Will they visit?: Spider Wasps frequently visit home gardens
Natural Distribution: Common and widespread throughout the South West and Perth region
20140411 020 Mating wasps. (C)Sian Mawson
Scoliidae – (CC)Jean Hort. This work is licensed under a Creative Commons Attribution 4.0 Australia License (Atlas of Living Australia)
Tiphiidae – (CC)Helen Parton. This work is licensed under a Creative Commons Attribution 4.0 Australia License (Atlas of Living Australia)
Tiphiidae – (CC)Linda Rogan. This work is licensed under a Creative Commons Attribution 4.0 Australia License (Atlas of Living Australia)
Habitat at a Glance
See Habitat Guide for more detail
Shelter: Burrows and under dense leaf litter
Diet: Males feed in nectar, females on other insects
Water: Shallow bird baths and large ponds
ReWild Benefit: Pest control and pollination
Habitat Guide - Shelter
Female Flower Wasps enjoy hiding in thick leaf litter, underneath lawn, and in thick undergrowth. Meanwhile, the male will live above ground in search of flowers. In some species the male will actively feed a female living in the soil. In other species, the male may be seen carrying the wingless female to new locations in search of food.
Habitat Guide - Food and Water
Providing natural sources of food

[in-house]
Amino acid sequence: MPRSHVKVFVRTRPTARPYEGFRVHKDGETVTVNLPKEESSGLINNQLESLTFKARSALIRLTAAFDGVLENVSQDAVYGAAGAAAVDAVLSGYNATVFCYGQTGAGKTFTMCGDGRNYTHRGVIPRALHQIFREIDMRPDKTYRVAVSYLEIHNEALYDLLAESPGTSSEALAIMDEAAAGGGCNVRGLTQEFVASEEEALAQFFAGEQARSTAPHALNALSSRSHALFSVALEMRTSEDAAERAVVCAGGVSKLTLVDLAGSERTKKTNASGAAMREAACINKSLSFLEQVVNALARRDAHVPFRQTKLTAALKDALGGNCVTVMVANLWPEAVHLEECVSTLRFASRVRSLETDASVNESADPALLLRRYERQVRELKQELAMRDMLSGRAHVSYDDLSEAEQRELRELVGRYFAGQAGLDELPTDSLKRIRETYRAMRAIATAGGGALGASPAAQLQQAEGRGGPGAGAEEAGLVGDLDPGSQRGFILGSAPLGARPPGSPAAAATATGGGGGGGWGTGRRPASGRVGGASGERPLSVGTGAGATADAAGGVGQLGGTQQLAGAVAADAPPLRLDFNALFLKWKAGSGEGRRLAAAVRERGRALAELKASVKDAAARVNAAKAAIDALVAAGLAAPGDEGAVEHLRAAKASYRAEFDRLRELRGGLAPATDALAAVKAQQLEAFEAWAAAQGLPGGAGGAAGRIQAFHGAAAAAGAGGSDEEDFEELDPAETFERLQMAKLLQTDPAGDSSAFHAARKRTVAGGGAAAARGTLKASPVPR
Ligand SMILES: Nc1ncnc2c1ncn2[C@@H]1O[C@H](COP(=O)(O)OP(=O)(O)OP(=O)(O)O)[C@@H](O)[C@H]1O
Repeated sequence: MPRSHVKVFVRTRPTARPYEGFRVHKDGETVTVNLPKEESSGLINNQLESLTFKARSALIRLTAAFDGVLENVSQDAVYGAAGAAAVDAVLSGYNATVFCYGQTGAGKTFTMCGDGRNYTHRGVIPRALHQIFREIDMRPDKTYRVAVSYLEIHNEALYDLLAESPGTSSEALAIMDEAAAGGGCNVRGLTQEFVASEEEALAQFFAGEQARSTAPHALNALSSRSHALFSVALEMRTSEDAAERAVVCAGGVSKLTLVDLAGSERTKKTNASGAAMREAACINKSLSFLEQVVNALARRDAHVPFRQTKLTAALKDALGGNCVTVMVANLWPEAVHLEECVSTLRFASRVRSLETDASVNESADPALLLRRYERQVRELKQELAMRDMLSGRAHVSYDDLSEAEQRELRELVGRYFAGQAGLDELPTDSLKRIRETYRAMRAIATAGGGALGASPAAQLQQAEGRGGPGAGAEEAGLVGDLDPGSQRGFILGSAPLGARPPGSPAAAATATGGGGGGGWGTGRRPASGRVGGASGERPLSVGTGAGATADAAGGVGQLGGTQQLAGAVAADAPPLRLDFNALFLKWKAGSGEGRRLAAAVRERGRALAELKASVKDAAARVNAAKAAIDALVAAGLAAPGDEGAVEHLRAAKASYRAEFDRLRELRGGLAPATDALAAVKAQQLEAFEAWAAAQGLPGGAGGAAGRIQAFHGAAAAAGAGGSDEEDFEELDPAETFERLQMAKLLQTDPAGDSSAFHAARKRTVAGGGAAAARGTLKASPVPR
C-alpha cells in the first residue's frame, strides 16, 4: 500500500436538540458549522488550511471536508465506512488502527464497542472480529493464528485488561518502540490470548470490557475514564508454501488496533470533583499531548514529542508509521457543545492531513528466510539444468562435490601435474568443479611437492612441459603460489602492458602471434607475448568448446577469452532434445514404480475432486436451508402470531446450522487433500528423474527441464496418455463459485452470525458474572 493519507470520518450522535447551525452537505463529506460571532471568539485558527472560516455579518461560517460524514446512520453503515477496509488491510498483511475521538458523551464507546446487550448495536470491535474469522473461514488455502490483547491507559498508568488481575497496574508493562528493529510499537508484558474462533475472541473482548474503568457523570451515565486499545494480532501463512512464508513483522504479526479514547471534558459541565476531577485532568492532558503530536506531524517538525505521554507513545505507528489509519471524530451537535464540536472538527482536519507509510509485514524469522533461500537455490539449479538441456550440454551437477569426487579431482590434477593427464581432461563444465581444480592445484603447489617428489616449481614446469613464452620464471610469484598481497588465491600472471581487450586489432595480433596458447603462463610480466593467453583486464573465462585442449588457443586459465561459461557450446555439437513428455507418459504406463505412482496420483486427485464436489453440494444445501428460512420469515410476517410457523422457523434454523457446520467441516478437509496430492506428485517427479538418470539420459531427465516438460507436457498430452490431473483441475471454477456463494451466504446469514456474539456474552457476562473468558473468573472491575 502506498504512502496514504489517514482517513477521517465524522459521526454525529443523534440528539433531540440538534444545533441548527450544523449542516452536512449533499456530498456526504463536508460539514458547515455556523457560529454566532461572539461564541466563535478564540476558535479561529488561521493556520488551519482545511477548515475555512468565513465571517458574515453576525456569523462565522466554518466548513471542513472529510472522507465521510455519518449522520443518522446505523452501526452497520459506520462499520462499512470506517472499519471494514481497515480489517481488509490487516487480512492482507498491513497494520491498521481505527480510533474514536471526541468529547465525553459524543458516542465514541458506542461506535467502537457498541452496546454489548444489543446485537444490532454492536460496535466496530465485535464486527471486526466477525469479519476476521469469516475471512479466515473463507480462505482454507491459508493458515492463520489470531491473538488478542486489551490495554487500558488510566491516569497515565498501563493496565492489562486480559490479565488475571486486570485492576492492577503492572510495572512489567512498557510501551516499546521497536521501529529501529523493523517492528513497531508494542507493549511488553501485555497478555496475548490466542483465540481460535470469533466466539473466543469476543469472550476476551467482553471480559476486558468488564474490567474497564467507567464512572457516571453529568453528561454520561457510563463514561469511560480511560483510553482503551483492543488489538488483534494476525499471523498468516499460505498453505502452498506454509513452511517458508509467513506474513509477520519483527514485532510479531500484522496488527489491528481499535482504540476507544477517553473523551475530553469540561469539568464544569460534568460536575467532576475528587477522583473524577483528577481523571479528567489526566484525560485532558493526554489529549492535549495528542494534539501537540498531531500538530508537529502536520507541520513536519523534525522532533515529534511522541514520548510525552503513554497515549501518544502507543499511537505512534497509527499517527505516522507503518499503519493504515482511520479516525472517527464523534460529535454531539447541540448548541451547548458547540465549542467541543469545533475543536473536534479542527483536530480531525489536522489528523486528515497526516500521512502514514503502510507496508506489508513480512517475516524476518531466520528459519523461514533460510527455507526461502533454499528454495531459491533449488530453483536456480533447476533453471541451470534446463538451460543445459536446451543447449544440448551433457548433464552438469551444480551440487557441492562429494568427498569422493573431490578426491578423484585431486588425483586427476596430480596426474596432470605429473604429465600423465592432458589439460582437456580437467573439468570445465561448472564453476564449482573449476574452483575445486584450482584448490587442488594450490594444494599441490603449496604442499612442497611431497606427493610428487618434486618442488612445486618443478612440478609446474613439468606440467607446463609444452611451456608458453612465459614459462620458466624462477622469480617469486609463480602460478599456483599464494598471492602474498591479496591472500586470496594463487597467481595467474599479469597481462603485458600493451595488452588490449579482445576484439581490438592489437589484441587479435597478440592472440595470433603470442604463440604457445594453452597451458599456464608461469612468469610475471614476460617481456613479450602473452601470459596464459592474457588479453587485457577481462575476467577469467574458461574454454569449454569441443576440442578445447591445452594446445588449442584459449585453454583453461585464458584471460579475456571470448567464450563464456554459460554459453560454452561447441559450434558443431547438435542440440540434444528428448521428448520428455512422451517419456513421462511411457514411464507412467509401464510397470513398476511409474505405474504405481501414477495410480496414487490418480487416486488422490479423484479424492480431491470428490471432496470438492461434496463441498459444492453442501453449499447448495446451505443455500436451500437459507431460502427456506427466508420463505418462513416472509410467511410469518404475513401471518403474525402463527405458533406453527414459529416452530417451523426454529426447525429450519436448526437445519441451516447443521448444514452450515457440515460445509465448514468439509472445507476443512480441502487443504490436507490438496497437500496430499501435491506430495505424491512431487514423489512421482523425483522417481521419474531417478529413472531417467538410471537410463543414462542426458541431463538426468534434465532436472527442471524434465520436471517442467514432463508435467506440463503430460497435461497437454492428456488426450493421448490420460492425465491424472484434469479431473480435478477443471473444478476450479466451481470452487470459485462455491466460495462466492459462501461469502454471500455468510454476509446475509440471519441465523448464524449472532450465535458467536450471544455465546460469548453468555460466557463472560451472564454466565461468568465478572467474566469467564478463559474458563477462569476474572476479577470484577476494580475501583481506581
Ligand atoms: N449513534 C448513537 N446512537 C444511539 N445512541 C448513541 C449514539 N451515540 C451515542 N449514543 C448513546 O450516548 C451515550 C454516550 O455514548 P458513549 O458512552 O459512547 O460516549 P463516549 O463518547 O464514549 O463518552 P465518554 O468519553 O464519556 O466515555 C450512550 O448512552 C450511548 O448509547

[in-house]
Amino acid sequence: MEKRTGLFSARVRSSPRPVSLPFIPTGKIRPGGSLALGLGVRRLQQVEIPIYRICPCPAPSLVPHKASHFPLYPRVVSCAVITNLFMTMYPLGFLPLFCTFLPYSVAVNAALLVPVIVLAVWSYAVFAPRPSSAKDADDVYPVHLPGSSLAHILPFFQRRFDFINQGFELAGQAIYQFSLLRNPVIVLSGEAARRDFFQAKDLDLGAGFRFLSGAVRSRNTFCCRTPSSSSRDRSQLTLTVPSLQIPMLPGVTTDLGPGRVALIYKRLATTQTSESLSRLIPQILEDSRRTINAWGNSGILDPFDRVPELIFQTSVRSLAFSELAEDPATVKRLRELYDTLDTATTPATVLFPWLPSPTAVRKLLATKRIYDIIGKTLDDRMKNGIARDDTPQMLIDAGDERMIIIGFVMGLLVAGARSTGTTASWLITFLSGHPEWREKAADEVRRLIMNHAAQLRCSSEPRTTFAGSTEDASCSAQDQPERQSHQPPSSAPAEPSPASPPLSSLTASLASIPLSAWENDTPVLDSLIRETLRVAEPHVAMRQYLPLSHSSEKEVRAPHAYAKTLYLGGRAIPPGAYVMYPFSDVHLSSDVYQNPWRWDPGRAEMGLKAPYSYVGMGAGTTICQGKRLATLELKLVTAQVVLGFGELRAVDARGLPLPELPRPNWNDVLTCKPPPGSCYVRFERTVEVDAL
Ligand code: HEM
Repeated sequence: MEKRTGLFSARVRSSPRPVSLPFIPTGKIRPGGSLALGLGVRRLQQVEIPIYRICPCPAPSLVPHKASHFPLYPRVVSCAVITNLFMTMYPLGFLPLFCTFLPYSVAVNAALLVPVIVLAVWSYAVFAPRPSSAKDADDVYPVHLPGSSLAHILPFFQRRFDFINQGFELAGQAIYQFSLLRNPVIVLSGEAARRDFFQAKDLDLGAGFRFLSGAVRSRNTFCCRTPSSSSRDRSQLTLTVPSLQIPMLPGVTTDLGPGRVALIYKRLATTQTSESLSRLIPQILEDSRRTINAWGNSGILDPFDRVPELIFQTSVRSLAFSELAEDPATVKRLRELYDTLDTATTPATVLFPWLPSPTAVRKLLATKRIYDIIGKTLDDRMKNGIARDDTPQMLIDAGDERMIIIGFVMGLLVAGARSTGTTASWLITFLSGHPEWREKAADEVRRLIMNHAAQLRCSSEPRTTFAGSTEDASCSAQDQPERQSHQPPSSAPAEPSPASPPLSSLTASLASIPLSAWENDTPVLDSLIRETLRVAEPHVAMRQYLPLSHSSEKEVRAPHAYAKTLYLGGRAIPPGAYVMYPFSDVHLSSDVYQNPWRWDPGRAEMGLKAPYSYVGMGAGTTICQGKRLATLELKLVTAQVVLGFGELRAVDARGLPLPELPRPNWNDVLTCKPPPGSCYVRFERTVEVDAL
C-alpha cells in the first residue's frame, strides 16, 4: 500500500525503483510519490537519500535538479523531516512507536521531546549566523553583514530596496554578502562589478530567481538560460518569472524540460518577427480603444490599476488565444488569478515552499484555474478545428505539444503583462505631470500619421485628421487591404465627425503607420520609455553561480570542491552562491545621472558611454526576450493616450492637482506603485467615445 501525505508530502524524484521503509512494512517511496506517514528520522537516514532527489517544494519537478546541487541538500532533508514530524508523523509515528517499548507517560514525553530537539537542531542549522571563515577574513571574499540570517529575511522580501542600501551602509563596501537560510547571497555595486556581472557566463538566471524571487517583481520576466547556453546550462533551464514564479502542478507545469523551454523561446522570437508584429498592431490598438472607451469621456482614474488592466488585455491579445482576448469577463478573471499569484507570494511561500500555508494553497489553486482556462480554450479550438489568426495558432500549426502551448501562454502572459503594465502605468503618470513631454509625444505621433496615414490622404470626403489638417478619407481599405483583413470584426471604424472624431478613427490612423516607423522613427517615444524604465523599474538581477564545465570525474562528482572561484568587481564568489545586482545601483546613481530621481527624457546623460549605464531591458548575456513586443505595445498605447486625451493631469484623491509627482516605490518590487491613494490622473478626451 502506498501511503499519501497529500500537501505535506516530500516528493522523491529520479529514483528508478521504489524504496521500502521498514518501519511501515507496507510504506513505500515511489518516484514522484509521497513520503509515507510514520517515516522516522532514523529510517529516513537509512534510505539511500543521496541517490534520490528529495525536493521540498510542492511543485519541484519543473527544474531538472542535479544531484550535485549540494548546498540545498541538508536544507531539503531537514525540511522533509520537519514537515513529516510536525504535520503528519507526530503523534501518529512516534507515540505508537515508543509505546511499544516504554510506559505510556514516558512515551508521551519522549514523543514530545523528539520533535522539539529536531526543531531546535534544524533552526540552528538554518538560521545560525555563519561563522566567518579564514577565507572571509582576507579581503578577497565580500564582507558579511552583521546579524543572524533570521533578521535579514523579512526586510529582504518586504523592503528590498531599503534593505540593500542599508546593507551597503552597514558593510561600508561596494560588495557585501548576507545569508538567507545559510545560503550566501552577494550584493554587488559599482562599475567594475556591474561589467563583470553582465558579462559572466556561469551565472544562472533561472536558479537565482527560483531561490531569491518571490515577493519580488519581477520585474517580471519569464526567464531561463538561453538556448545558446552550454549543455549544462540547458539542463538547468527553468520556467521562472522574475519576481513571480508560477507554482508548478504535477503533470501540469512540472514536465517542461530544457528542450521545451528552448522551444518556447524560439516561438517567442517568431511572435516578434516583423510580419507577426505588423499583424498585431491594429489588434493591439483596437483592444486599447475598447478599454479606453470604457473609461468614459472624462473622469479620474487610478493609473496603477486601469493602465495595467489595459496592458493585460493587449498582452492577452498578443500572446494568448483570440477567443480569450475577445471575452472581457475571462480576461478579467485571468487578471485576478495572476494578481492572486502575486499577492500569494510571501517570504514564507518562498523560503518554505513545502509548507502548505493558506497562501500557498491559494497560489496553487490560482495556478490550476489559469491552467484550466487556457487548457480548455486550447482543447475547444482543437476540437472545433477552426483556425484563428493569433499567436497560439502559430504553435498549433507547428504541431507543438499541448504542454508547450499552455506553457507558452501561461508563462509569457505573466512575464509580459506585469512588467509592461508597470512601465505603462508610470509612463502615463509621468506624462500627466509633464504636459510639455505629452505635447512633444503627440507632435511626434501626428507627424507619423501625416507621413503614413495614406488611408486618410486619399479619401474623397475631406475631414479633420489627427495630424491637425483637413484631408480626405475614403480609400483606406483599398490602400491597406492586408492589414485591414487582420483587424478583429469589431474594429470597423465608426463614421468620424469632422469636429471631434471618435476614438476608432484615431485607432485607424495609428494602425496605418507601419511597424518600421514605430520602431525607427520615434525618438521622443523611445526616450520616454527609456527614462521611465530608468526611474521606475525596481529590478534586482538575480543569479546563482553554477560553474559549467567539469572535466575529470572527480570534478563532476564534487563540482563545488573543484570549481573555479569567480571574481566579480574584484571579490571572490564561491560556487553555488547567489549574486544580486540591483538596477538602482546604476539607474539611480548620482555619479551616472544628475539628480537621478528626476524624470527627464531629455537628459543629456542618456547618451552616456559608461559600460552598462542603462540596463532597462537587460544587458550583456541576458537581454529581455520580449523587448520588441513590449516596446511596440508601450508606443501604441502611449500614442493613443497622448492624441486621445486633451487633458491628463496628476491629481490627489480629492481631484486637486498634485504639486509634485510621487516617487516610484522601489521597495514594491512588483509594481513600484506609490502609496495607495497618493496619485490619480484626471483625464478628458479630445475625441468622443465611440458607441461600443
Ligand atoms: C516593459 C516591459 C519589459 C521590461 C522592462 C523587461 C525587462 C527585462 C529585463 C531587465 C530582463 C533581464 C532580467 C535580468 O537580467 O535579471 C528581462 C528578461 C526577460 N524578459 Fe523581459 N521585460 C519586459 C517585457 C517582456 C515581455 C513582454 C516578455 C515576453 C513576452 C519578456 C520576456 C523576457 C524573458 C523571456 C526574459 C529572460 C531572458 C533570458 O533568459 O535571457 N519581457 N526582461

The winged males are primarily nectar feeders while the wingless female lives on the ground in search of beetle larvae. Many species of plants such as banksia, grevillea, eucalypts and flowering annuals are popular. A thick layer of mulch and leaf litter will provide females with additional foraging habitat.
Avoid commercial non-native seeds advertised for bee gardens. These plants may not be suitable for native wasps and have the potential to become serious weeds.
Providing sources of water
Flower wasps will visit bird baths and ponds for a drink. Wasps run the risk of drowning if they fall into a bird bath or pond. Placing partially submerged rocks or sticks will provide an avenue for a bee to safely leave the water.
Flower wasps are not aggressive, but will sting if handled. Native wasps are critical in sustaining local biodiversity as they can pollinate a greater variety of native plants compared to honeybees. Similarly, they prey on pest species such as flies. If you see this wasp in your garden, you can record your sighting on the Atlas of Living Australia.